Safety regulations in the US haulage industry have been regarded as archaic until the recent CSA 2010 regulations came into force on 11th December 2010. Trucking by its very nature has its risks and involves a range of physical and mental challenges.
The Federal Motor Carrier Safety Administration (FMCSA) reported to Congress on November 2005 on the data covering a 33 month period on large truck crashes. The analysis suggested that 87% of these crashes were linked to driver errors. It was clear that there was a pressing need for a review of the safety regulations that already existed and that these would need to be brought up to date. With this in mind and in order to increase safety related to the trucking industry, five safety rules have been recommended that every truck driver must follow.
First Rule. You need your Registration and Licensing permit to get your cargo tank number from the FMCSA in order to be properly registered. This is the Federal Government agency which has the task of keeping data on the safety of truck driving operations in the US. If you haul hazardous material there are additional registration requirement needed to comply with safety regulations.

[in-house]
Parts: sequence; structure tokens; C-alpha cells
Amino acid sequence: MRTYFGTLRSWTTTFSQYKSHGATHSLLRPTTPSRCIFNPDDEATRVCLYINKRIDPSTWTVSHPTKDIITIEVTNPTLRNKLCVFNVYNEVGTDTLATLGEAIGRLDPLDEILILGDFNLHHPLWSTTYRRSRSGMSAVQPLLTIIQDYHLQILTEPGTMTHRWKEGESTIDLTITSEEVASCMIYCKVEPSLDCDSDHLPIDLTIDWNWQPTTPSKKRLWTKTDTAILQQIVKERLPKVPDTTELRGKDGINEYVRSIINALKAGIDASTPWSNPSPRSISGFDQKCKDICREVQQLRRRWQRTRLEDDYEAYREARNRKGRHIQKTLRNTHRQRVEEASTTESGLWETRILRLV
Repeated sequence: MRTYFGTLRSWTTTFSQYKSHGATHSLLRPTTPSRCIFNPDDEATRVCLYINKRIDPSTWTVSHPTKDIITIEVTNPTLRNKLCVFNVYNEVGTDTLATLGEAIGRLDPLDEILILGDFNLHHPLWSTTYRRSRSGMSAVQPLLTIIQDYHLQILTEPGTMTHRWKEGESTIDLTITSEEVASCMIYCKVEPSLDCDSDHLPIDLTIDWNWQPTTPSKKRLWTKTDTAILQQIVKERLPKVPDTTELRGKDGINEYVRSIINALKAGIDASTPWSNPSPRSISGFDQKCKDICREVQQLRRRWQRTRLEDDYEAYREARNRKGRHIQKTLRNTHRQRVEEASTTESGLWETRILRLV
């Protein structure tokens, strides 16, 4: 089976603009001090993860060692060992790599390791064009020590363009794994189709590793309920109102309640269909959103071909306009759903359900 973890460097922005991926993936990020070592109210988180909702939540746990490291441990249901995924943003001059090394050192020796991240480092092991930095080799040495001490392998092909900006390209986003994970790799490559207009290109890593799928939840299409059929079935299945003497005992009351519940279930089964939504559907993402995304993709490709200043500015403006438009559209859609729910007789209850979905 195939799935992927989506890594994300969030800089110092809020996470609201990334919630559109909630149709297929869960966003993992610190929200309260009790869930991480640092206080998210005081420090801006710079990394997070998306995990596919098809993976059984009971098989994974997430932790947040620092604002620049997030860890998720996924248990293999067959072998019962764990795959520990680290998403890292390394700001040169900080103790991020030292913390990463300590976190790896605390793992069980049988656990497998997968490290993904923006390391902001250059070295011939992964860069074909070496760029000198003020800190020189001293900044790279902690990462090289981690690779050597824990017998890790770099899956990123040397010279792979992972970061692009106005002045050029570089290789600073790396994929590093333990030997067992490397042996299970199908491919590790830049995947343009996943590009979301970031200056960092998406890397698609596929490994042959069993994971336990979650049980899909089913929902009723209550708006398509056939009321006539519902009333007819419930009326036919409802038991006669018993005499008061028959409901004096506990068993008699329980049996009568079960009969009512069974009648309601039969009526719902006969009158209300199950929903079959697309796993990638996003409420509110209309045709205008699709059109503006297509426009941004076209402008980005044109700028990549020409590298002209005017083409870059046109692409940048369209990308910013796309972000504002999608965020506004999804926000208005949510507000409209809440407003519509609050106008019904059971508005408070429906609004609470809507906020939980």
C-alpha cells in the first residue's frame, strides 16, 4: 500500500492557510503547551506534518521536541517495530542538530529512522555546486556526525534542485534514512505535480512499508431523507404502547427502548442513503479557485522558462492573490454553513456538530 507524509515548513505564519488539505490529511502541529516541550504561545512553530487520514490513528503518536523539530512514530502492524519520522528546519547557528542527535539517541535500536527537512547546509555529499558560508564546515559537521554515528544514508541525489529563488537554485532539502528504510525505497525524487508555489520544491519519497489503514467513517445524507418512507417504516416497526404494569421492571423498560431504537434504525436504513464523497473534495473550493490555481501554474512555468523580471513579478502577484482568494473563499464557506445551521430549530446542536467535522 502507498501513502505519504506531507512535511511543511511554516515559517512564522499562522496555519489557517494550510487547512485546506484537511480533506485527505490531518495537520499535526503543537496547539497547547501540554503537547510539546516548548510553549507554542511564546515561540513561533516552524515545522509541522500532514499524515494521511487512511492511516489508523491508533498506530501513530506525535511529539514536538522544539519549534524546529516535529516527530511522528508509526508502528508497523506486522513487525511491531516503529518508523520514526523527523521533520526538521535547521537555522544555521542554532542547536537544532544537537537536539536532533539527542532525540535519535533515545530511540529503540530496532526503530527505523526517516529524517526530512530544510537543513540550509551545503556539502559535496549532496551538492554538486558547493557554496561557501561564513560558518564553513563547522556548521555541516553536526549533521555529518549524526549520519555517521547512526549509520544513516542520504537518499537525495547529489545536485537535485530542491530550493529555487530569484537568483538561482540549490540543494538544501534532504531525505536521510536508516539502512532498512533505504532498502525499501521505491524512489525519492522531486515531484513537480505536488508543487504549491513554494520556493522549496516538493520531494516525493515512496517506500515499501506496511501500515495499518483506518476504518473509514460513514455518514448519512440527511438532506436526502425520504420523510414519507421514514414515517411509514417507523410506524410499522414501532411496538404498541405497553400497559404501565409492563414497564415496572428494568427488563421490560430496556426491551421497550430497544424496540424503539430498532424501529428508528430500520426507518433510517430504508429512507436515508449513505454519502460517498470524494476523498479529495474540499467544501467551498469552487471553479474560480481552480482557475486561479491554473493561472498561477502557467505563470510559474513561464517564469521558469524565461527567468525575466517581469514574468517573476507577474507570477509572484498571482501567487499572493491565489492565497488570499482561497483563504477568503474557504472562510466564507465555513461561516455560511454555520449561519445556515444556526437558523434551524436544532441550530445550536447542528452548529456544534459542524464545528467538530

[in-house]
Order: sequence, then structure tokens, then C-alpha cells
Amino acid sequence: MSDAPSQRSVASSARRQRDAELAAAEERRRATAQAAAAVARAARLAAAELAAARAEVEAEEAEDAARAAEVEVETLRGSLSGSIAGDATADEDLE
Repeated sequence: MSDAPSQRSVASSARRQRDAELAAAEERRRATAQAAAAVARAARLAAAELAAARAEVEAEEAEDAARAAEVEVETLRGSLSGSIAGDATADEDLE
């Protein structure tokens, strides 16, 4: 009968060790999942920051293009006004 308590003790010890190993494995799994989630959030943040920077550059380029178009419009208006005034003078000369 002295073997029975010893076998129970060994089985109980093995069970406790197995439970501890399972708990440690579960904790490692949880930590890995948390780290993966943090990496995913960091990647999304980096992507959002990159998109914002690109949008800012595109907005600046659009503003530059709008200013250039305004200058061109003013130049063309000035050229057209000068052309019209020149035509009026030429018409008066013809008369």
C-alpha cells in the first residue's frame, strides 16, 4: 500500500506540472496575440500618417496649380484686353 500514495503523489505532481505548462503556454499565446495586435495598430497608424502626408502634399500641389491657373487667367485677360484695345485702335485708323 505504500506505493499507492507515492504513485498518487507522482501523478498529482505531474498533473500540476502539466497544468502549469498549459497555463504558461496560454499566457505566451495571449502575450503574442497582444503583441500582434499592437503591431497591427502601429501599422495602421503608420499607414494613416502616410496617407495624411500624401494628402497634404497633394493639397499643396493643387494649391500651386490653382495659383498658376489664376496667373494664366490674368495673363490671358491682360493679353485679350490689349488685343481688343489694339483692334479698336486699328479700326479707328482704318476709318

Second Rule. The Federal Motor Carrier Safety Administration (FMCSA) regulates the Hours of Service (HOS) of commercial drivers in the United States. Commercial motor Vehicle (CMV) drivers must not work more than 11 cumulative hours driving in a 14-hour window. This must be followed by a rest period of at least 10 hours. In addition to this truckers employed by carriers on a day-to-day basis must not work more than 70 hours with a working period of 8 consecutive days. Drivers are also required to keep a daily logbook to keep a record of work and rest times. These records need to be presented to officials when requested.
Third Rule. The safety regulations put in place by the Federal Government are mandatory and need to be observed by truckers at all times. It is essential that you should know the trucking regulations and road safety rules to avoid breaking truck driving laws and endangering other road users.
Fourth Rule. Truckers will be aware that they will be tested for alcohol and drug abuse. (DUI). Truckers know the consequences of breaking this basic trucking regulation. They could lose their job and livelihood.
Fifth Rule. Accidents will happen on the roads. When this involves hazardous material spills truck drivers need to be fully equipped in every way to deal with the spillage. In a chaotic accident the truck driver should already know who to contact and what to do. The Pipeline and Hazardous Materials Safety Administration (PHMSA) provides useful guidance regarding this aspect of truck driving.
These rules are basic common sense for the safety of everyone using the freeways. Keep them safe, keep yourself safe.